‘A submitted Arborist’s Report… concludes that only one of the existing Fig trees in Ravenshaw Street is in good condition, with the other three trees in a fair to poor state. In this regard, the Arborist’s Report states:

‘The street trees have already been pruned repeatedly for vehicular access along the street and over the site and their roots have been pruned on many occasions due to disruption of services and infrastructure, such as road pavement and footpaths. The trees will require further pruning to clear them from the building to provide a safe work environment further diminishing their form.’

Council’s Arborist, following an inspection of the street trees in Ravenshaw Street and Steel Street, has recommended that all of the trees across the respective street frontages be removed and be replaced by seven new advanced street trees. The Council’s Arborist further recommend that the existing healthy Fig tree within the Ravenshaw Street footpath, fronting the McDonald’s site, be protected during the site construction works. ‘

From Development Applications Committee Meeting Item 60 Appendix A ; 11 July 2006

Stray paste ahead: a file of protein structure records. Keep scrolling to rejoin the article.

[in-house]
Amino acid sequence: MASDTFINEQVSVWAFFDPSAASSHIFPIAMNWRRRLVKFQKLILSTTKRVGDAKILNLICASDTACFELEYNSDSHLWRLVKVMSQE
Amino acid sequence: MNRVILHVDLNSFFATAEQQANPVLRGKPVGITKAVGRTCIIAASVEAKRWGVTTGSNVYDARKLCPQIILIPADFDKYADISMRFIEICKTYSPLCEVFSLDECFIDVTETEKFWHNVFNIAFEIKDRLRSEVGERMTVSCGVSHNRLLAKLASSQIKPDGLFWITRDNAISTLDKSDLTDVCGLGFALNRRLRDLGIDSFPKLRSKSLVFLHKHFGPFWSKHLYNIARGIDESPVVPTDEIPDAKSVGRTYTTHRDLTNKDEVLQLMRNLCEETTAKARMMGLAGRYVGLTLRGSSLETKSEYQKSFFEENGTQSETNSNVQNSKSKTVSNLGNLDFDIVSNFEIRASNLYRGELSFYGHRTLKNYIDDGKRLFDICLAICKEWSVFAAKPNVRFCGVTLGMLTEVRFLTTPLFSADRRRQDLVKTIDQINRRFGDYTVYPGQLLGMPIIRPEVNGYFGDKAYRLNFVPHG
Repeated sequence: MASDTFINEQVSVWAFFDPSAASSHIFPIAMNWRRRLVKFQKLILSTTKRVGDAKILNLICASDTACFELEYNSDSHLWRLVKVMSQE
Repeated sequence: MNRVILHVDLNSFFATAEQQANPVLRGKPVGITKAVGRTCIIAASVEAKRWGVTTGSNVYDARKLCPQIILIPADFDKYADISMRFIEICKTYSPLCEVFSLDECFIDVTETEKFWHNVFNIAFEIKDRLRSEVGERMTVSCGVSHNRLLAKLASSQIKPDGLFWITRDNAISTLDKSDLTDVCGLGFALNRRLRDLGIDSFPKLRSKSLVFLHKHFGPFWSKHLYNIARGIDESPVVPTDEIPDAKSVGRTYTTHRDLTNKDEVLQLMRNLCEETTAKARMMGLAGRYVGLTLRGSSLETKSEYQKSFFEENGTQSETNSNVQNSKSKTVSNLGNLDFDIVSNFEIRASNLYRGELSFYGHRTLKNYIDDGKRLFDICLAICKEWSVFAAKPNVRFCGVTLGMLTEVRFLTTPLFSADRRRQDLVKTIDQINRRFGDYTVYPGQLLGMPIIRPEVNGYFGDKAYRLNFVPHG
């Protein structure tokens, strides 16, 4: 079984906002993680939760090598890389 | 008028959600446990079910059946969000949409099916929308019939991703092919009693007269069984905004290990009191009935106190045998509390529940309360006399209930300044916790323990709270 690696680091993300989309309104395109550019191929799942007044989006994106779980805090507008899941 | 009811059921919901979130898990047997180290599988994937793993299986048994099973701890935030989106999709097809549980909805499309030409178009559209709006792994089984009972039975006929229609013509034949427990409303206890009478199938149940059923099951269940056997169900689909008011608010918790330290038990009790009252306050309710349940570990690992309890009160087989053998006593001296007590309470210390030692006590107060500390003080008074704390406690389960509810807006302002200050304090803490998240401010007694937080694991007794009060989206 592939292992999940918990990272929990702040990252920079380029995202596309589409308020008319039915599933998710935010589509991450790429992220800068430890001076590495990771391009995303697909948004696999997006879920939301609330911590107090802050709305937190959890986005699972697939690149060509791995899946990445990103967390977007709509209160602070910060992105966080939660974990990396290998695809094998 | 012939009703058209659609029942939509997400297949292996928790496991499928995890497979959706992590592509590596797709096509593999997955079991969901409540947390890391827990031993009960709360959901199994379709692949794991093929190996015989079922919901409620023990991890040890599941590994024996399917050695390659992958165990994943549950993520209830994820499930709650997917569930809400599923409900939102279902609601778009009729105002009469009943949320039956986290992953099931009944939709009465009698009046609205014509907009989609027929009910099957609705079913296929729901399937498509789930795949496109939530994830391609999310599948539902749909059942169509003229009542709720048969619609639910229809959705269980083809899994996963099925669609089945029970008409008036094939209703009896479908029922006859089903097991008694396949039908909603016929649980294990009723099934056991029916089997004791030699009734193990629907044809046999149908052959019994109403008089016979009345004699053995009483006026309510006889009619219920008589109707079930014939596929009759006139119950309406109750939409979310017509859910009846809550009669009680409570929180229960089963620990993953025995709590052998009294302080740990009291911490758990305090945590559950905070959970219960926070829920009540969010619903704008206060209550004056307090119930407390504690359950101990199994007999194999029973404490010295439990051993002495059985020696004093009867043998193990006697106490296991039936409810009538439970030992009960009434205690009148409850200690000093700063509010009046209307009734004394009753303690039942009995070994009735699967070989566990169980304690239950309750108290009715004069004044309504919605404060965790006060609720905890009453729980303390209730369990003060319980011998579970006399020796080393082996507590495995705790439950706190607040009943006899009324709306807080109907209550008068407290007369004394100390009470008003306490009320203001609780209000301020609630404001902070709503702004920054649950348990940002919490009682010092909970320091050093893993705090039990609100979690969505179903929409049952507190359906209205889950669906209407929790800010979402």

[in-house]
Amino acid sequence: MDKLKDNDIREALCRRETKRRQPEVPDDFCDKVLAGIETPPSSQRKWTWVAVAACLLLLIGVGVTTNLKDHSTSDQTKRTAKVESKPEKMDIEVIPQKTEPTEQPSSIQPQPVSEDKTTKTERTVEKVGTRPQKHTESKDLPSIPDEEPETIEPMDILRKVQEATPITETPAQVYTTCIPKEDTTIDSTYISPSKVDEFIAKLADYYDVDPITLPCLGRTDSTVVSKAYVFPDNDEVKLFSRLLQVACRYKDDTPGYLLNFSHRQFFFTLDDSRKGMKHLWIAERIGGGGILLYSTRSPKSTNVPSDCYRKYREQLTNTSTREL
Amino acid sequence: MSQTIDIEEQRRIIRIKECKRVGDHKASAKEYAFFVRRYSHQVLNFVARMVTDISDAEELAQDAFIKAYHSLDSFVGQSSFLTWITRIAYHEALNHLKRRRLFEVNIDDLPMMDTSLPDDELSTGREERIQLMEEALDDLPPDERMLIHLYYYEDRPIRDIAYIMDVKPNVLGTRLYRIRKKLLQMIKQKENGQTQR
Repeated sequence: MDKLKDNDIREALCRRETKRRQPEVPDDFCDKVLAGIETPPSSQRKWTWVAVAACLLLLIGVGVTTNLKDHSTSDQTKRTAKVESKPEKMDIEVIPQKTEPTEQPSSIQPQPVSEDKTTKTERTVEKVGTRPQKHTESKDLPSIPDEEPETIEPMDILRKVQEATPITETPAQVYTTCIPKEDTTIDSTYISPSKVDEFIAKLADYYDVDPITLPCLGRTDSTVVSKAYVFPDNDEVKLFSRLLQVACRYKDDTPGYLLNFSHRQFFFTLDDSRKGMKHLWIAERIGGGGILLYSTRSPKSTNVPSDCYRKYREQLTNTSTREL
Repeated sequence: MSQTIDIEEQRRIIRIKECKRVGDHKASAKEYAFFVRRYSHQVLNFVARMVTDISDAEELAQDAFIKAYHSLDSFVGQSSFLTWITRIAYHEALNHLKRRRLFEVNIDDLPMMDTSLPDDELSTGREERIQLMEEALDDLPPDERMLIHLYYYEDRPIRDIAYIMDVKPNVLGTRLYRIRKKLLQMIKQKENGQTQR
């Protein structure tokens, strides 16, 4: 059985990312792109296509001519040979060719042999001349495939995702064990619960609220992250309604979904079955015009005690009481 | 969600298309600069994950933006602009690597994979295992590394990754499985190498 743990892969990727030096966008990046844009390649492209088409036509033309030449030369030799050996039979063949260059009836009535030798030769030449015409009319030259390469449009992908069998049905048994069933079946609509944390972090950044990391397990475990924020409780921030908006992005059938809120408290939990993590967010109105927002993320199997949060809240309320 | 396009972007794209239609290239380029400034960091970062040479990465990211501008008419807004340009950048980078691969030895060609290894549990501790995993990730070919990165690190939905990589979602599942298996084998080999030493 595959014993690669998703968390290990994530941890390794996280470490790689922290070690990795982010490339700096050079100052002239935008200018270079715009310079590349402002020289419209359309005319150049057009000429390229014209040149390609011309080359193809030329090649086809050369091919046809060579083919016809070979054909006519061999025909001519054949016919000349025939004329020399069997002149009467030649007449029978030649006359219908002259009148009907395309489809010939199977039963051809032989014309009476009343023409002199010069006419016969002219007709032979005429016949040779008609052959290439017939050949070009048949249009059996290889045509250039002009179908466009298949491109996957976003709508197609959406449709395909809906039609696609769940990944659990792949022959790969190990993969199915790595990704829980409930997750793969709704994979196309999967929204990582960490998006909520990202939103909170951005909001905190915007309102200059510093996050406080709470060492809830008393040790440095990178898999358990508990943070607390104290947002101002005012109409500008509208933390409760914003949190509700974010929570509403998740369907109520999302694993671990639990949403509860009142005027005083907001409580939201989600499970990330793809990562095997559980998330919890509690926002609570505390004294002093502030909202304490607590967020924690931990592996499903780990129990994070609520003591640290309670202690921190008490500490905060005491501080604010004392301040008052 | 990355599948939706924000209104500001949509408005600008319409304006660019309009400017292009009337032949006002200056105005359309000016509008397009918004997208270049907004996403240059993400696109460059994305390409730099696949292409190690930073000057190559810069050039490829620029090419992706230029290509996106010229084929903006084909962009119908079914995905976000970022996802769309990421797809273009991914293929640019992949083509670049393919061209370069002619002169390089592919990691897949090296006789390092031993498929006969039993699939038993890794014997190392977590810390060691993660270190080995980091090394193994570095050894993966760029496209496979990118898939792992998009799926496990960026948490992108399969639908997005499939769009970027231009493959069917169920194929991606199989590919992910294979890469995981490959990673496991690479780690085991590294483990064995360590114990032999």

[in reference to DA 05/1266 – 23 Steel Street Newcastle West]  

I remember the shock I felt on my way to work one day to see the trees being felled and ground to nothing.

This led to me looking up tree preservation on good old Google and I came upon a fantastic Sydney website called Saving our trees and some of the things that caught my eye were a successful campaign to save some healthy fig trees in a park and well-founded gripes about Energy Australia and their sad pruning of mature trees.

The site is a mine of information: one of my favourite pages is the  100 tree facts which is a great resource if you’re interested in the social benefits of trees as well as what they do for the environment. There are summaries of tree news from round the world and the photos are fantastic. ‘Report from the Gallery’ about the proceedings of Marrickville Council meetings is always worth a read. It also makes one realise how fortunate we are in Newcastle to have so many mature street trees. They seem to have so few in the inner west of Sydney.

One very upsetting piece of information I read on the website was a quote from one of  the Marrickville Councillors in which he claimed something I had no idea about – The Council of the City of Sydney has a surplus of half a billion dollars a year.

Can you believe that? And here we are, struggling but doing OK – at least our budget in Newcastle is said to be sustainable: many are not. 

When I read last year that our council had planned to remove the trees from Laman Street (they may say ‘replace’ but we’re still waiting for suggestions about species – arborists seem to hate fig trees these days – and about whether they’ll put trees down both sides of the street – they’re vaguely threatening not to even though residents want a canopy like we have now) I emailed Jacqueline who runs the site and asked for her advice.